- Career adaptability, turnover and loyalty during organizational downsizing
- Journal of Vocational Behavior
- Volume | Issue number
- 79 | 1
- Pages (from-to)
- Document type
- Faculty of Social and Behavioural Sciences (FMG)
- Psychology Research Institute (PsyRes)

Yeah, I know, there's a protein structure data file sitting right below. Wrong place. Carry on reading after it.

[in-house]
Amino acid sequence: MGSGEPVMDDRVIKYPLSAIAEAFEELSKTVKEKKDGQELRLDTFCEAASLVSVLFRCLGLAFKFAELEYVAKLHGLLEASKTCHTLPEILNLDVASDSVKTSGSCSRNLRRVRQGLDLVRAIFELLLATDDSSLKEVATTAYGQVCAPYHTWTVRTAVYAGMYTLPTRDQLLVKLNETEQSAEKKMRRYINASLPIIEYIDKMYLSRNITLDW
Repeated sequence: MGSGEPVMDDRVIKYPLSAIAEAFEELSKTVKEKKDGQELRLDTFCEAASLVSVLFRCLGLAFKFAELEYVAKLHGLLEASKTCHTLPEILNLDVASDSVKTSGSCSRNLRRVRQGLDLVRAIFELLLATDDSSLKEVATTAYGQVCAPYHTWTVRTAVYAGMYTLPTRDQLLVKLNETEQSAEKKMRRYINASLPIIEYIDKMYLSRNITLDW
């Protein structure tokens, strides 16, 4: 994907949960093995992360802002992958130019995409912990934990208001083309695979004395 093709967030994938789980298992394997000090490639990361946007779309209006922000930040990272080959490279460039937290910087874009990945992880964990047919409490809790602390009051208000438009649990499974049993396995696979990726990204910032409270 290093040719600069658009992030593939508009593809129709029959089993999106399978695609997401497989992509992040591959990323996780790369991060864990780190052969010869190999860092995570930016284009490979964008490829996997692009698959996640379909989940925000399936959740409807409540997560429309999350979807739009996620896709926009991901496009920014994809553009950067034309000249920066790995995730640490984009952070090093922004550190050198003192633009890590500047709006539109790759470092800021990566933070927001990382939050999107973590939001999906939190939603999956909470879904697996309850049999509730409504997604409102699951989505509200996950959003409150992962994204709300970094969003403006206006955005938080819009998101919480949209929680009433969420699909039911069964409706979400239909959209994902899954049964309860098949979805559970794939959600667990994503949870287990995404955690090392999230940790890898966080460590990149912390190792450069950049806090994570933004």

During organizational restructuring and downsizing, employees often worry about being redundant, actually are redundant, and/or feel unsatisfied with their jobs. Employees, in turn, often react with poor loyalty to and high voluntary exit from the organization. The current study addresses this process from a careers' perspective, showing that career adaptability in the form of employees' career exploration and planning can account for at least some of these relationships. Redundancy fostered employees' career adaptive behaviors while job insecurity inhibited their career planning. Career planning, in turn, positively predicted employees' loyalty to the organization five months later while career exploration negatively predicted employees' loyalty, and positively predicted employees' exit reactions in the form of turnover intentions, job-search behaviors, and actual turnover. Implications and directions for future research are discussed.
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